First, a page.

Why did the tomato turn red?

Because it saw the salad dressing. Hah, hah, hah!

That’s exactly the kind of corny, pun-based joke that Maggie’s late father, Noel used to crack and, much to my son’s embarrassment, I let slip quite often myself.

But, enough frivolity. The actual purpose of this post is to describe the various dressings that Maggie and I make to add texture, moisture and a modest amount of flavour to salads. (The contents of this post will be of limited value for many home cooks but, for the rest of you, especially anyone who believes, as I once did, that they have little or no talent for making a salad, …)

There are no commercial salad dressings in our kitchen. We used to buy a manufactured dressing to use with a Caesar style of salad but, for the past few years, we have done away with that. And we have never, ever owned a bottle of what might be called ‘French’ dressing – I brought my habit of making my own vinaigrette into our shared kitchen.

I have previously posted our long-standing recipe for a vinaigrette dressing, which was a modified version of one I had found in a book of barbecue food recipes about 15 years ago. More recently, we have switched to the method that most trained cooks would use: whisking the ingredients together in a bowl, while using a simplified list of ingredients – white pepper, salt, sugar, mustard, oil and red wine vinegar – and trusting our experience and palates to get the balance of flavours and textures right.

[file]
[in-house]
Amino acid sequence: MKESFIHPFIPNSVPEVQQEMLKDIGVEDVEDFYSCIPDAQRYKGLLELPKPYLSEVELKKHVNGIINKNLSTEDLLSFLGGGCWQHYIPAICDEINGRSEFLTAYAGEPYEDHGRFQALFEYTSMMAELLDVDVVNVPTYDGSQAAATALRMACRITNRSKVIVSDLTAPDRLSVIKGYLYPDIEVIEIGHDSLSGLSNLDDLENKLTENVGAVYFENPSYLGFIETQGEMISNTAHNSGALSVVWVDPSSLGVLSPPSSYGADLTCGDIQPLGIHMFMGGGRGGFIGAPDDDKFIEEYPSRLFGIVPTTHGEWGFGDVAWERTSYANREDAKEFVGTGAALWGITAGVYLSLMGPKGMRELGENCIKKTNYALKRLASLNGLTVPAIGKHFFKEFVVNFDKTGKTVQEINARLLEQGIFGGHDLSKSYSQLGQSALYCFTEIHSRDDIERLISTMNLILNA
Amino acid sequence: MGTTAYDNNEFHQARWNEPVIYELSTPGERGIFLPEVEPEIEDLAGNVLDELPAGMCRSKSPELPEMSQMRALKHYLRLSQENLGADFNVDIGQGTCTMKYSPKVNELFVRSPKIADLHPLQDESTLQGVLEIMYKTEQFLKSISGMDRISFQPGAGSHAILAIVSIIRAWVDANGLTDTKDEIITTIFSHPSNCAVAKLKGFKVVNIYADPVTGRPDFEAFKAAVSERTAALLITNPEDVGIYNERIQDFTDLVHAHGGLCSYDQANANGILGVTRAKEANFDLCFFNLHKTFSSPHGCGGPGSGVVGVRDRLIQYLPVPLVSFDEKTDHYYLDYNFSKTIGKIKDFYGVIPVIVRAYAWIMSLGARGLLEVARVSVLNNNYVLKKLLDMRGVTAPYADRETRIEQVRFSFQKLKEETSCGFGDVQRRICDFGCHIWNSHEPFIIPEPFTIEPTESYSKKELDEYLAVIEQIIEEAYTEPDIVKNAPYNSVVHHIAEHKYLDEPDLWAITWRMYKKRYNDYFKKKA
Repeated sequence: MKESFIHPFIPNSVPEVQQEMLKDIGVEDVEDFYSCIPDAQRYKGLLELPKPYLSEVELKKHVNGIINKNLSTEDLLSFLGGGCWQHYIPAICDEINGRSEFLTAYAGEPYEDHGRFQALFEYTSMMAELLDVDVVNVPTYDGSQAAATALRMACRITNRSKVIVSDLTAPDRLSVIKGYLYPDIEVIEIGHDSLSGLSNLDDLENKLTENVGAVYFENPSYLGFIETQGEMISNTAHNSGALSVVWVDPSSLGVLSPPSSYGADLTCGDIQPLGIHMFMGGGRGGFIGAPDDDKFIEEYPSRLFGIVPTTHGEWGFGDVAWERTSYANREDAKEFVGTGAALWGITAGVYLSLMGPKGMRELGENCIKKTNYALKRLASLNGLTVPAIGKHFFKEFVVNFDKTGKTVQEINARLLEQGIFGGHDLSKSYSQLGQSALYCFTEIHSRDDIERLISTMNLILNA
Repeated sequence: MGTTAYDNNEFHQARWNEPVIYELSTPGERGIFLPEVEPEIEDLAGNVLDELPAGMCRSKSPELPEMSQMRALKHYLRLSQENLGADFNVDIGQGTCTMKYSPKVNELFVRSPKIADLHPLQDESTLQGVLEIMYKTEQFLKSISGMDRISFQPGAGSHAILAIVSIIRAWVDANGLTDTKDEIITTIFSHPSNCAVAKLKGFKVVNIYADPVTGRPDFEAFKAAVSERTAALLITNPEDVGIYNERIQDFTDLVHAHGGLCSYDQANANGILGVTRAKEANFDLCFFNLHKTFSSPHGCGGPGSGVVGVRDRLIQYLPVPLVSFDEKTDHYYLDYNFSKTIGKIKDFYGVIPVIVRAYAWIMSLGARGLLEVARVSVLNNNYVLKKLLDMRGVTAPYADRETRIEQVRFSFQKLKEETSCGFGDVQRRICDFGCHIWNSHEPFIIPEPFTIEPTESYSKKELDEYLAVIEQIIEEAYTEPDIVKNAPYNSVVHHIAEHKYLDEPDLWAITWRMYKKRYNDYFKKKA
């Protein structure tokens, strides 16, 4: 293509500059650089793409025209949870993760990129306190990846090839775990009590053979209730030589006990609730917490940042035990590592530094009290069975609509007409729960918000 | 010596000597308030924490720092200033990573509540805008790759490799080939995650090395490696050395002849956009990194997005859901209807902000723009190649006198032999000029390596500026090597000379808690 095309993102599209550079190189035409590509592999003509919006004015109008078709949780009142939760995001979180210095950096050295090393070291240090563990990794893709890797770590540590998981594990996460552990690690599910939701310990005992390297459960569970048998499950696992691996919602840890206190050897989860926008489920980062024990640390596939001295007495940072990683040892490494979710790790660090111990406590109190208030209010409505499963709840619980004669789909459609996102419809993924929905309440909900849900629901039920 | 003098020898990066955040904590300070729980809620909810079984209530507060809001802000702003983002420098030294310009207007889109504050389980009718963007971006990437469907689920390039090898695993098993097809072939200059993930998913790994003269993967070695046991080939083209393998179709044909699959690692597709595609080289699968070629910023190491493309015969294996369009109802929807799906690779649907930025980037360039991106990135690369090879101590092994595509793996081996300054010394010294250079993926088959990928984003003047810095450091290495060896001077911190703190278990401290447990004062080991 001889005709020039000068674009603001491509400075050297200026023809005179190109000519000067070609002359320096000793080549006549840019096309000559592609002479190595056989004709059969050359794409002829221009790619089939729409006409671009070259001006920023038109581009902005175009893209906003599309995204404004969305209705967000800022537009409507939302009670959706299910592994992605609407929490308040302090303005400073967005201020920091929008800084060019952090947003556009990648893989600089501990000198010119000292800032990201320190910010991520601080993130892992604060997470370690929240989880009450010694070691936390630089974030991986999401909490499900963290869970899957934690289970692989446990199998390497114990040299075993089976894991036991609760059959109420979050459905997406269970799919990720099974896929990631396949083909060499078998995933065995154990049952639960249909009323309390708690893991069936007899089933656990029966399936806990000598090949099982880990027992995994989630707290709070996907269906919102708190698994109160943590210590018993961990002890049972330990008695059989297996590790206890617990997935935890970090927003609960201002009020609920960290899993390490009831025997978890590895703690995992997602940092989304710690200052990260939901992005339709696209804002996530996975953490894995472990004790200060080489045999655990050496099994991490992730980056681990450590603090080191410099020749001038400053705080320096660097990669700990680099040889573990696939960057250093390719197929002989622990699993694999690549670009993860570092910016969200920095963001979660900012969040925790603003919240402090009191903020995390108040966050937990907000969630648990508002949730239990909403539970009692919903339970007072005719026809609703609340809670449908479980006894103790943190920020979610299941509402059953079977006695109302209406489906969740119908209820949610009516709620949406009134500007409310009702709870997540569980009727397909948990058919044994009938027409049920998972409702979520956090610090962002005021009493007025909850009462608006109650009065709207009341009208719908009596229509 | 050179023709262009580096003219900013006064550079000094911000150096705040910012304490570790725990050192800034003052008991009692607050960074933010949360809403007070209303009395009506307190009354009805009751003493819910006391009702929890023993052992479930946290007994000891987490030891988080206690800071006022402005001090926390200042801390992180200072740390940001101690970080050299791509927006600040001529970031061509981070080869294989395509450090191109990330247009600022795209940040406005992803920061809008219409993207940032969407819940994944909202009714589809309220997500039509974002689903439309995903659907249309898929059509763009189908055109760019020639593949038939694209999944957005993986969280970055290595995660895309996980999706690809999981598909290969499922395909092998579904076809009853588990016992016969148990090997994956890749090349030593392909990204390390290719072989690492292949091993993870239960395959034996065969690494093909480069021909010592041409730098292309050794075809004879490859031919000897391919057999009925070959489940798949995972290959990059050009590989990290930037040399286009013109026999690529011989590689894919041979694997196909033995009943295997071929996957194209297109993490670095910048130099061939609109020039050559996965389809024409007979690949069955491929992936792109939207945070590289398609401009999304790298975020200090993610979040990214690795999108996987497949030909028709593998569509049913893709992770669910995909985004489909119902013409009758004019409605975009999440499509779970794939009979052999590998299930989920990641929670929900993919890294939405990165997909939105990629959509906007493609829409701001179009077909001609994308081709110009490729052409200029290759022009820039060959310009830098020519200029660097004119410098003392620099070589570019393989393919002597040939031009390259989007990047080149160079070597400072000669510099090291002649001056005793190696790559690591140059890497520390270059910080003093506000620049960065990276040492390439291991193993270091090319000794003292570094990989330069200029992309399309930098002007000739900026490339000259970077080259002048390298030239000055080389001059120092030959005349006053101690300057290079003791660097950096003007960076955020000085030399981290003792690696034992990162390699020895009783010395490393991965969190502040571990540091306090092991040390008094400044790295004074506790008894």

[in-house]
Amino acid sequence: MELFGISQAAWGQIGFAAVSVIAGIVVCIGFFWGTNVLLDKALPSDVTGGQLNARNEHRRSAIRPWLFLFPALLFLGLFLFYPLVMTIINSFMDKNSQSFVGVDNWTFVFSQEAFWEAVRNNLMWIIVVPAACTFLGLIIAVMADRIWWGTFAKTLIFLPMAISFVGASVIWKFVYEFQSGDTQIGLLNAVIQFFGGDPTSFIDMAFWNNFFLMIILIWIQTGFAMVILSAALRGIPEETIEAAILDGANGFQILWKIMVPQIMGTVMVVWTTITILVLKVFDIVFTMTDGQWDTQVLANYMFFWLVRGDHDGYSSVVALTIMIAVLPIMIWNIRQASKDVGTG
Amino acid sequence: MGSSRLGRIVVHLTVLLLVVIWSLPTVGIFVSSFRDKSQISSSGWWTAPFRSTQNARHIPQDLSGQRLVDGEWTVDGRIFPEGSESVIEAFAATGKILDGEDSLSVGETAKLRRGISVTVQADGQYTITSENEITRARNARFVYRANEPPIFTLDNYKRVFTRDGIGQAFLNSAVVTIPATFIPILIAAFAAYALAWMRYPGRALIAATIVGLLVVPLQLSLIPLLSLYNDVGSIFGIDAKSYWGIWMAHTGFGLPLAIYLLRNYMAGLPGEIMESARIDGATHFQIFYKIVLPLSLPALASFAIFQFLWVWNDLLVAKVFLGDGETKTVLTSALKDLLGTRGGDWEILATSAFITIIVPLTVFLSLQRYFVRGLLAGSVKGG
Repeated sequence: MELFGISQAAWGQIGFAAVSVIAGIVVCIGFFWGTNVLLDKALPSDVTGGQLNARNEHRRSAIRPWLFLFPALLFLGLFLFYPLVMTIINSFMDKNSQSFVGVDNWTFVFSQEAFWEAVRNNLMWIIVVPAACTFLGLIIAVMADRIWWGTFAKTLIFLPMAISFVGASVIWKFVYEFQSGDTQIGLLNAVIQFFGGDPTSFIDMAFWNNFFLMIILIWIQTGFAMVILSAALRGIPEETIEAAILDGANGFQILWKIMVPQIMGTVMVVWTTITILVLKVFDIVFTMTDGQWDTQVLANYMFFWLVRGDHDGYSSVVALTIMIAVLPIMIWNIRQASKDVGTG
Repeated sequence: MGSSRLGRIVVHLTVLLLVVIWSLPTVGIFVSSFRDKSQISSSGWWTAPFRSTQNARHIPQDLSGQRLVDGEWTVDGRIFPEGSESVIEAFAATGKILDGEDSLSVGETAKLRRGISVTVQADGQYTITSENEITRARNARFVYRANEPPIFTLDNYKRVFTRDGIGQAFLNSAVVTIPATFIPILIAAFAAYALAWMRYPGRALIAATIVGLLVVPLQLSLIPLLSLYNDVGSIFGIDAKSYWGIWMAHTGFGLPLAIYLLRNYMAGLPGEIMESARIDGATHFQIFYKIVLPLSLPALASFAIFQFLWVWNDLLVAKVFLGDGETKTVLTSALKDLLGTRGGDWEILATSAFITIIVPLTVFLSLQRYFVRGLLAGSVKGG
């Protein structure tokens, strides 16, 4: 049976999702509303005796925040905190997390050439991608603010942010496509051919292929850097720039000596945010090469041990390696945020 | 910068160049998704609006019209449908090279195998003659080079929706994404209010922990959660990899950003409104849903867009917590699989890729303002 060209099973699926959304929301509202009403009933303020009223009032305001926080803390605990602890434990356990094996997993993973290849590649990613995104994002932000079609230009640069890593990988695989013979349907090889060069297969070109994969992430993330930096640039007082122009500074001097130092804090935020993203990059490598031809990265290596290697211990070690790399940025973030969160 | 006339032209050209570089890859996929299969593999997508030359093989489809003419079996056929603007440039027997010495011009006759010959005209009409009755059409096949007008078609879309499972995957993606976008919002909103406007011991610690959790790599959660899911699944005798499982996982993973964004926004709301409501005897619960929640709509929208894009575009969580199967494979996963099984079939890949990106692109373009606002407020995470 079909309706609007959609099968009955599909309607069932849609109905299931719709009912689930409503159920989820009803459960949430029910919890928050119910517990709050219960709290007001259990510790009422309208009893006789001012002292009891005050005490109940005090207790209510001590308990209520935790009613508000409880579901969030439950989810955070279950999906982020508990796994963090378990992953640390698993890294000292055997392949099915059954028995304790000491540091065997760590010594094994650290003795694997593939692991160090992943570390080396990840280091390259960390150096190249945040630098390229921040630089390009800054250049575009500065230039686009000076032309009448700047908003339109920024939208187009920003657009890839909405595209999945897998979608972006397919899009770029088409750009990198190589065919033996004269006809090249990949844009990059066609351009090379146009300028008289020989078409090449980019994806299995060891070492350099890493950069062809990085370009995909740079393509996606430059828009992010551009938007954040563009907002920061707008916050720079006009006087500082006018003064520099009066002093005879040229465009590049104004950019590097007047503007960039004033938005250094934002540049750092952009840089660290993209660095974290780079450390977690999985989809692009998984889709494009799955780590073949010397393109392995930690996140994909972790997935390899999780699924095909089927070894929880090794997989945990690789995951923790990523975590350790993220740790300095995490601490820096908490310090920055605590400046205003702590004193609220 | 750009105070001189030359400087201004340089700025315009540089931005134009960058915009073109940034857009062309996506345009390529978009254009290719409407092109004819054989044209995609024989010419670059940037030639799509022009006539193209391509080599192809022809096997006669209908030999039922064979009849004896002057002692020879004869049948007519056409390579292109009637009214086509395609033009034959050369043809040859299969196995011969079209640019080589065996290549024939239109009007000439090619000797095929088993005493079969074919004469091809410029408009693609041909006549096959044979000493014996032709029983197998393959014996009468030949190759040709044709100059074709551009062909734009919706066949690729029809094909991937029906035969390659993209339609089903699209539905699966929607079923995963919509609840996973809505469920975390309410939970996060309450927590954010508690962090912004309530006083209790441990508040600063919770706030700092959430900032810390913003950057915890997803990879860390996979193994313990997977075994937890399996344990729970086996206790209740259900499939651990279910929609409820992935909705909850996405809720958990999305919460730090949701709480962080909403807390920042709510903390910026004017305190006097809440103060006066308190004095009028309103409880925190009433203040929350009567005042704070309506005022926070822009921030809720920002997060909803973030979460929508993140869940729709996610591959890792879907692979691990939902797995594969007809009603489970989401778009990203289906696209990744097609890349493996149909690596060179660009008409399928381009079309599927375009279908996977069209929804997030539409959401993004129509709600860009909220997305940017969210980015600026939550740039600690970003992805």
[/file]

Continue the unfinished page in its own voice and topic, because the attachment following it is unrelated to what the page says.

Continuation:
The other style of dressing that we make regularly is a creamy one, such as you might use to dress a potato salad. In this case, we use three main ingredients – mayonnaise (Norganic Golden Soya), light sour cream and Dijon mustard – and we vary the proportions according to the type of salad.

For a potato salad, including fresh peas and plenty of chopped parsley and chives, we use 6 parts mayonnaise to 4 parts sour cream and 1 part mustard to produce about 110ml of dressing to go with 500g of potato.

For a coleslaw – shredded Savoy cabbage, finely chopped celery, grated carrot and beetroot, and some currants – we reduce the amount of mustard by half.

Then, for a Waldorf salad or baby beetroot, we bring the sour cream to the fore: 12 parts to 8 of mayonnaise and, barely detectable but noticed if absent, 1 of mustard.

And, finally, for a Caesar style of salad, we drop the mustard altogether and go about 50:50 with the cream and mayonnaise, with an extra pinch or two of salt flakes and black pepper to work with all that egg and lettuce.

Of course, we all have different palates and preferences. My point is, though, that your enjoyment of a salad can be enhanced by a well-proportioned, homemade dressing. You might even receive so many complements that you blush, just like that tomato!


About rmgtravelsandfood

Maggie and I were both born in the early 1950s and we live in Melbourne, Australia. This blog is mainly devoted to our shared passions for travel and fine dining at home. Recently, I added Australian politics to the scope of the blog, inspired by the election of a Labor Government at a national level. Rick Grounds
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